JS BACH Missæ Breves complete recordings BWV 232-236

Author: 
Jonathan Freeman-Attwood
ALPHA816. JS BACH Missæ Breves complete recordings BWV 232-236. Pygmalion

JS BACH Missæ Breves complete recordings BWV 232-236

  • Mass
  • Mass
  • Mass
  • Mass
  • Mass

Now presented complete, Raphaël Pichon and Pygmalion’s exceptional Lutheran Mass performances, in this often unjustly neglected genre, remind us of Bach’s telling psychological shift in the early 1730s from ephemeral duty to collating collections of music for posterity. The four parody Missae breves, comprised of a Kyrie and Gloria only, in the north German way, were compiled by Bach from cantata movements he clearly admired and felt could be productively recycled. Then there’s also the Missa of 1733 – the work which Bach offered to the new Elector of Saxony in search of wider recognition and which was to become the blueprint for that summa anthology, the Mass in B minor – now assembled with the others and strengthening the identity of Bach’s Mass oeuvre further.

While early commentators asserted that the parodies were comparatively second-rate, the truth is rather different. The transformation of the Voice of Christ from the post-Easter Cantata No 67 is masterfully fashioned by Bach and brings the momentous sentiments of the Gloria of the A major Mass (BWV234) into a form of relief and counter-relief which is both coherent and highly original. The way in which the ‘Laudamus te’ morphs into the ‘In terra pax’ and ‘Adoramus te’ with such grace camouflages reference to any previous model.

Indeed, it is a return to these four lesser-known Masses which defines Pichon’s essential grasp of their especially soft-drawn contours and mature elegance. His Paris-based ensemble may not always boast the incisive precision of Herreweghe (although his pioneeringly luminous Virgin recordings of nearly 25 years ago seem less durable these days) but the textural landscape is supremely refined: the flutes play an exquisite part in the A major Mass, and the balance between voices and instruments is always beautifully judged and intuitively matched to the natural pace of each movement.

Expressive ambition and cultivated instinct are what make these performances the finest currently on offer. The opening of the F major Mass (BWV233) glows like none other but, as well as an unfolding poise, displays a critical articulation that always affirms Pichon’s purposeful direction. While several one-to-a-part readings can bring a chamber-like intimacy, you get the best of all worlds here: red-blooded warmth, intense coloration, grandeur and crackling vigour and not a scintilla of mannered-ness. As I have commented previously, Pygmalion’s multi-dimensional world of linear and textural variety is key to bringing these fascinating essays, from both prima prattica and pre-Enlightenment worlds, towards the mainstream of Bach’s choral output.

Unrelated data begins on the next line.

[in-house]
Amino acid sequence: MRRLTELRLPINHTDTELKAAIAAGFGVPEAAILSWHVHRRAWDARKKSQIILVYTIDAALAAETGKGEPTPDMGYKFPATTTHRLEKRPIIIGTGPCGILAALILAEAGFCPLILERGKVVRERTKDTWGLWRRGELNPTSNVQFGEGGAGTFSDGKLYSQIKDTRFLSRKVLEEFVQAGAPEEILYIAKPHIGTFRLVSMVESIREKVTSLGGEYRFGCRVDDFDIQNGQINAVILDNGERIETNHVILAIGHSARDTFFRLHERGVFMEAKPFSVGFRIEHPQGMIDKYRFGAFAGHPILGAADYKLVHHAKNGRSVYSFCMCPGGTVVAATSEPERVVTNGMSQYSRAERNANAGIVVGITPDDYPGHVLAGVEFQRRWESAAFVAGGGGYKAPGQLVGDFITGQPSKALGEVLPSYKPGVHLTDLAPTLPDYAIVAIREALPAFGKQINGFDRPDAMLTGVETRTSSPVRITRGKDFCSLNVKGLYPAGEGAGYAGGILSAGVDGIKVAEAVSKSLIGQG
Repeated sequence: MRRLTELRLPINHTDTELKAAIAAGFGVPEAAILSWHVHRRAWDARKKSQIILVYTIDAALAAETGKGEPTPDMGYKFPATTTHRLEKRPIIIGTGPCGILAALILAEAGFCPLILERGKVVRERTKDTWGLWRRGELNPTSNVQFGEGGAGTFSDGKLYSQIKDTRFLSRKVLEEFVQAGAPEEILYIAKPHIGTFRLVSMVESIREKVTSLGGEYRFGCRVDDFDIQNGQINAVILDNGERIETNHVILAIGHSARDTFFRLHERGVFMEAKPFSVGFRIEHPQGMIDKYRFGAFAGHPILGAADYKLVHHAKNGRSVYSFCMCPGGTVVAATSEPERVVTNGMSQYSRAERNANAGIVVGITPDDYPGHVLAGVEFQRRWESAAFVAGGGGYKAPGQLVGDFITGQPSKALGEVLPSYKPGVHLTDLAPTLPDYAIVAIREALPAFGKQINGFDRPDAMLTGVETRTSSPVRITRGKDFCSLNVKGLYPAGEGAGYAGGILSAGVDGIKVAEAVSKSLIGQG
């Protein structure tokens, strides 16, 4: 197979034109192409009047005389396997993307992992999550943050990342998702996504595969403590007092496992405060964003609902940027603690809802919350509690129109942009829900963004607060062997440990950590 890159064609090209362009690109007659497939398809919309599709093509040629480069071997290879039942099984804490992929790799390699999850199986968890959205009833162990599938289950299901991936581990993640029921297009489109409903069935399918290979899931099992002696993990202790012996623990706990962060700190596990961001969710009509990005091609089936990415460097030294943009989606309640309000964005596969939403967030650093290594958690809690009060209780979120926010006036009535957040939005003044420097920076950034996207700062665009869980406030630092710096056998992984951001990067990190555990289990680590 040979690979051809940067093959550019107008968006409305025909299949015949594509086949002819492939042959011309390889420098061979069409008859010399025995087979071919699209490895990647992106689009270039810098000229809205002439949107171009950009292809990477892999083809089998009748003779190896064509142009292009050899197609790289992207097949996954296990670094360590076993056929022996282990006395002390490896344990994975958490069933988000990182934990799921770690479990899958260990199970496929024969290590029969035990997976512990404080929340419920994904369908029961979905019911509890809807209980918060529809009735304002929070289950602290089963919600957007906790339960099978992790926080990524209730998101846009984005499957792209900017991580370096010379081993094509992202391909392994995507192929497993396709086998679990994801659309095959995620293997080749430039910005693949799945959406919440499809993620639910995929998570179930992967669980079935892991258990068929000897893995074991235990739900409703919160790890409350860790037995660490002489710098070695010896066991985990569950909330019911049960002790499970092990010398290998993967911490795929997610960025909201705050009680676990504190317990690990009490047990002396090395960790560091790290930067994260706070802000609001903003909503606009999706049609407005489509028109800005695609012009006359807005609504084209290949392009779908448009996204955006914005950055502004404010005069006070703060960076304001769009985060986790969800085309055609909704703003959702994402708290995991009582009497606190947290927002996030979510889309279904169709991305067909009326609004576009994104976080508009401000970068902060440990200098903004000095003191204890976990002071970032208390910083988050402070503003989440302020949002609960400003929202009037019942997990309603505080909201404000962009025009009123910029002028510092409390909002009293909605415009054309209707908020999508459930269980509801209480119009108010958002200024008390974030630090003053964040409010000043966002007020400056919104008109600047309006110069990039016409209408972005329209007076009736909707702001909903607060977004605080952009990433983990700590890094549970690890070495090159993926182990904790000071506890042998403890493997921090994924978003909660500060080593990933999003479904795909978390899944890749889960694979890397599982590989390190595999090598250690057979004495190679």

Of the many highlights, the Kyrie of the G major Mass (BWV236) teems with joyful conversation, and the two additional motets – Der Gerechte kommt um (re-adapted by Bach from Johann Kuhnau, his predecessor at St Thomas’s) and the almost unbearably moving funeral ‘motet’ O Jesu Christ, meins lebens Licht – are case studies in how to manage the joint expectations of tension and release to superb incremental effect. The latter is presented in the second version, with the four-part voices accompanied by strings and oboes, rather than the more visceral version with cornetts and trombone – the more common scoring which may summon up the fragility of the human condition but does not always achieve the long-breathed arches of sound here.

Performing the Missa, later to become the opening two parts of the B minor, without an expectation of the complete journey it was to become by 1749, presents an interesting interpretative challenge. Pichon certainly plays on a restless spirit – the composer fed up with the parochial machinery of Leipzig – by effectively driving forwards the most succinct motifs with an immediacy in its supplication. What might appear pre-emptive in the context of the complete Mass actually reignites the imagination: the ‘Christe eleison’ duet chimes with the kind of boisterous theatrical exchanges the new Elector might have clocked from the portals of his Dresden opera houses.

The Gloria also enchants with its fresh, narrative qualities, even with a few blips (a flat horn throughout the ‘Quoniam’). Altogether, though, this is a Bach project of the highest calibre.

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